I would caution against knit fabrics, like yoga pants, because they are quite bulky and warm. I brought wore a pair on the flight but ended up giving them away a few weeks into my trip because they took up too much room in my bag. Thin, lightweight trousers like these fold up much smaller.
- 1 Pair Denim Shorts (optional)
We spent a lot of time at the beach and I lived in my denim shorts. The beach towns are more liberal and I felt at ease in a pair of cutoffs. However, they aren't appropriate in much of Southeast Asia, so I would leave these out if you aren't spending much time at the beach .
- I Pair Hiking Trousers (optional)
I debated a lot about whether I needed hiking pants or not. I was planning to go to Koh Sok National Park in Thailand and Taman Negara in Malaysia. In the ended I decided to bring a pair and I was a glad I did.
There are a lot of leeches in the National Parks so I felt better in pants. The pants also came in handy when doing a long motorbike trip, riding elephants (their skin is really rough) and volunteering with animals. These pants also came in handy for the flight, because when I arrived into England from Thailand it was freezing!
However, if you are planning aren't planning much adventure, you can leave these out. You don't need hiking pants for visiting Angkor Wat, your loose breezy pants are fine.
- 2 bikinis/bathing suits
- 2-3 bras
- 5-7 pairs of underwear
- 1 x pair walking socks (optional)
Bring only if you're bringing hiking boots.
- 1 x sarong (can purchase in Southeast Asia)
I used my sarong as a towel, a beach blanket, a scarf, and even a clean sheet in a not too clean guesthouse.
- jewelry and accessories
- 1 x cheap sunglasses (can purchase in Southeast Asia)
Don't bring your good sunglasses. You're going to lose them. I promise.
- 1 x crossbody leather handbag
I hate using a daypack, I feel like a tourist! A stylish, cross body leather bag is a great alternative.
- black flip flops/rubber sandals
You will be walking on dirty, unpaved roads. You will be using squat toilets. Let's just say you're going to want shoes that are easy to wash.
- hiking shoes (optional)
- dressy sandal (optional)
You will very rarely need a dress shoe. However, flat sandals take virtually no room, so I allow myself this luxury.
The tank is moisture wicking, quick drying, odor resistant and has sun guard! It comes in several neutral colours and is a great option if you like longer tanks.
This tank also has a moisture wicking system (so important in Southeast Asia!) And it has 'anti-microbial technology' to keep you from stinking (also important - ha ha!) I personally love the raceback and this tank has so many colour options.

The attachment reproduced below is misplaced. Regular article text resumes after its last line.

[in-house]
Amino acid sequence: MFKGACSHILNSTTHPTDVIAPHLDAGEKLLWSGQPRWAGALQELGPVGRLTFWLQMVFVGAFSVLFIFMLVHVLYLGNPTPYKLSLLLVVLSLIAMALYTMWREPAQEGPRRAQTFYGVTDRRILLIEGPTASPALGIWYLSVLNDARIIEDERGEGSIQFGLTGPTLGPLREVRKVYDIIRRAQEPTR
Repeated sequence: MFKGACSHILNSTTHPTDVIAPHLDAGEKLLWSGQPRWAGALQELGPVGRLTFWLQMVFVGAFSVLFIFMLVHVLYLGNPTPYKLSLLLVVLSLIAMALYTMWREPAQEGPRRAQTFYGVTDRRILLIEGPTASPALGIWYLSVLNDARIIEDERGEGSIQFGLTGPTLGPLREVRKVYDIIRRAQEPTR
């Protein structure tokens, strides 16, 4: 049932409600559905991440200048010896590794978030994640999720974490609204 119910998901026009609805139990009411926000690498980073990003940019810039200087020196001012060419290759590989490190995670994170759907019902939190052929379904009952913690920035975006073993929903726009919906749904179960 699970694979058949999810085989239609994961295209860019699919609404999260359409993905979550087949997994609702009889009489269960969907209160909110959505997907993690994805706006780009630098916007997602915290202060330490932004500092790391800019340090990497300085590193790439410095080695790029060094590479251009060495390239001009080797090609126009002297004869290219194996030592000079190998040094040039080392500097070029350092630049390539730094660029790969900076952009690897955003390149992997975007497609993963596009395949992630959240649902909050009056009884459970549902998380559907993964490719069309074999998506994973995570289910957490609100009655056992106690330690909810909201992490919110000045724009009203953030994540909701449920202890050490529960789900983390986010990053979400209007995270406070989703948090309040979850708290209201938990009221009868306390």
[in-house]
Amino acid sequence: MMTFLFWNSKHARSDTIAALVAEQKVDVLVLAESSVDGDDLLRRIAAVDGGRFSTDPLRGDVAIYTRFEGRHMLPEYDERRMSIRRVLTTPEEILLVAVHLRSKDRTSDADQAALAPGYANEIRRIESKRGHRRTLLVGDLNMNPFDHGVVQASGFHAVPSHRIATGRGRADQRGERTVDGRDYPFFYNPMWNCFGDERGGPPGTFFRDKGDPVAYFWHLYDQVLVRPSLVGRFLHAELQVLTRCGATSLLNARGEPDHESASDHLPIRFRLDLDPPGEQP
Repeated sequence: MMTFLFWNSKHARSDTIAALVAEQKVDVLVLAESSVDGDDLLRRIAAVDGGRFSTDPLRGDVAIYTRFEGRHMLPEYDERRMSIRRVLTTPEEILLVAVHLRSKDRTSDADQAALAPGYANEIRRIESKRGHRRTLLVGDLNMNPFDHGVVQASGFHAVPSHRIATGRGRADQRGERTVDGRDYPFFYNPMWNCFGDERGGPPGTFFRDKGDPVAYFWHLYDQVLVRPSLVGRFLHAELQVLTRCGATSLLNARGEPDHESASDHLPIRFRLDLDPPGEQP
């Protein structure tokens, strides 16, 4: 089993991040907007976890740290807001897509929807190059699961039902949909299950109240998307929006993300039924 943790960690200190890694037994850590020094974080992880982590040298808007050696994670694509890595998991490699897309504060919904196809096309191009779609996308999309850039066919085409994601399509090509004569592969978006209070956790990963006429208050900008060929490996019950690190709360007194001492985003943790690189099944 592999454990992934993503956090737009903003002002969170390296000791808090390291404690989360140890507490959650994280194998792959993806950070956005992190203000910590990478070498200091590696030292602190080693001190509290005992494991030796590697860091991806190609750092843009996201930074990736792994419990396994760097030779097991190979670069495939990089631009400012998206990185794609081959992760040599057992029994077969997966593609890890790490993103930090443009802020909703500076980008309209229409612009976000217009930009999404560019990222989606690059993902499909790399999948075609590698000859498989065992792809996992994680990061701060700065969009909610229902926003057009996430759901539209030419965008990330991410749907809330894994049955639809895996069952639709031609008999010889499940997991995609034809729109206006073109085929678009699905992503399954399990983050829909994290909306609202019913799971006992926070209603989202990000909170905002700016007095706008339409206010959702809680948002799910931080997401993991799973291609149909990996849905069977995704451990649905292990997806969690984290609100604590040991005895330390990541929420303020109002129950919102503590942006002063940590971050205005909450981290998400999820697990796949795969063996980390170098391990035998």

This tank also has moisture wicking and sun protection. This is a good option if you want full back coverage and brighter colours (which really suit the tropical atmosphere!)
I LOVE this easy piece! You will need to have something to cover your shoulders in many parts of SE Asia and this piece does the job without adding warmth or sacrificing style! Or wear it on the beach as a sexy cover up. So many options and ways to style this one!
These are lightweight and a fantastic tropical print!
A nice neutral print that will go well with your bright colored tops!
These are great travelling pants, you can use them hiking (even though it's hot in SE Asia I like the long length to protect my legs.) What I love is these don't look like "hiking" pants, they are still stylish. These pants are available in different inseams.
I love the simplicity of this dress. One of the great things about Southeast Asia is the awesome markets and all the great accessories available - scarves, jewelry, bags, sandals. You can wear this dress a million different ways! It is lightweight and available in a few different colors.
This dress is so easy to wear, light weight and I love the stripes! You could easily wear this on the beach or dress it up for a night out - would love to style this with some bold boho jewelry!
What Else? - Here are a few more tips for a life on the road.
Bring dental floss and a sewing needle large enough to fit the dental floss! This has saved me so many times - the floss forms a strong thread and can save broken packs or shoes!
This is a travel must for me - I frequently choose to save money by hand washing my clothes (cheap and convenient.) You won't always have somewhere to hang your clothes. I prefer a travel clothesline that is "bungee" style - it is like having a spare bungee cord and comes in handy in all sorts of situations. Hint - if you need some privacy in a dorm bunk use your bungee cord to create curtain line and then throw your sarong over it! It can also be used to strap things to your pack.
I don't need to tell you that packing cubes are a good idea. I like this set - only one large cube - you don't need more than that! Keep one cube empty and rotate your dirty clothes into it, helps keep life organised when you're on the road.
Should I Buy Clothes in Asia?
Some travellers recommend getting clothes when you get to Southeast Asia. I have bought clothes in Southeast Asia but I generally do not recommend it. Most items are extremely poor quality, in particular look out for fabric dyes that will run and ruin the rest of your clothing. Almost everything I wore at markets got worn a few times and then eventually got thrown away.
It is possible to find quality brands in big cities like Bangkok or Singapore, but I found the prices to be a bit higher than what you can get if you shop around in the US or the UK. However, there are some great vintage markets but it can be hard to find western sizes.
I do recommend getting jewelry, scarves, sarongs and other fun accessories in markets across Southeast Asia. Shopping and bargaining is a fun part of the experience.
What do you think? Did I forget anything? Do you have any recommendations? Please share and help me improve my list! Also, if you have any questions please let me know, I'm happy to help :)